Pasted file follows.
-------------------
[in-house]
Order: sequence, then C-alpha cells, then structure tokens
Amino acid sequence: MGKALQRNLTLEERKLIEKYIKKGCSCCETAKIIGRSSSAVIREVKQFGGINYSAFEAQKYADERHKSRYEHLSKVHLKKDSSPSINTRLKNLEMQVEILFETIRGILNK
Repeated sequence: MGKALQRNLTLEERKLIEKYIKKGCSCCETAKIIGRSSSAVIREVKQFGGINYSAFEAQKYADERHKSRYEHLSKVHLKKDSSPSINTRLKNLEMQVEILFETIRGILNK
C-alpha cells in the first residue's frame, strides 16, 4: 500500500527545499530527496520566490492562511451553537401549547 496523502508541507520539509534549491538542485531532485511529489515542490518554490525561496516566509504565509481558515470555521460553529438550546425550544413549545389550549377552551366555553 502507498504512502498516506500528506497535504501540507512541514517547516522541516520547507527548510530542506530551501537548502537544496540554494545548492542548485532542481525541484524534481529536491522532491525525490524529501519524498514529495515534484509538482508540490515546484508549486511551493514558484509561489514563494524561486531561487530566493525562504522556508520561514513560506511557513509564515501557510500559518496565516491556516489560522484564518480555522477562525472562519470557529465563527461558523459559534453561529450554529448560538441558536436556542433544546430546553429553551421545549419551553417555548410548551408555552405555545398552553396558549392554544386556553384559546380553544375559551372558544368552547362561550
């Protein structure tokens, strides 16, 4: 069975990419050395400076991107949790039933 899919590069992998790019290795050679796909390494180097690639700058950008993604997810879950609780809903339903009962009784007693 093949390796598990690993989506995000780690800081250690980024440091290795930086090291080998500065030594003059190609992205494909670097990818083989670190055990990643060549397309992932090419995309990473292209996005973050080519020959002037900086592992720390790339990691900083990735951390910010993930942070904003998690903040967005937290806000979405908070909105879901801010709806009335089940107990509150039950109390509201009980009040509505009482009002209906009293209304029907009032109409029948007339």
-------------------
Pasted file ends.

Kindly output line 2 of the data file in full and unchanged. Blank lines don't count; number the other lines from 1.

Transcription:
Order: sequence, then C-alpha cells, then structure tokens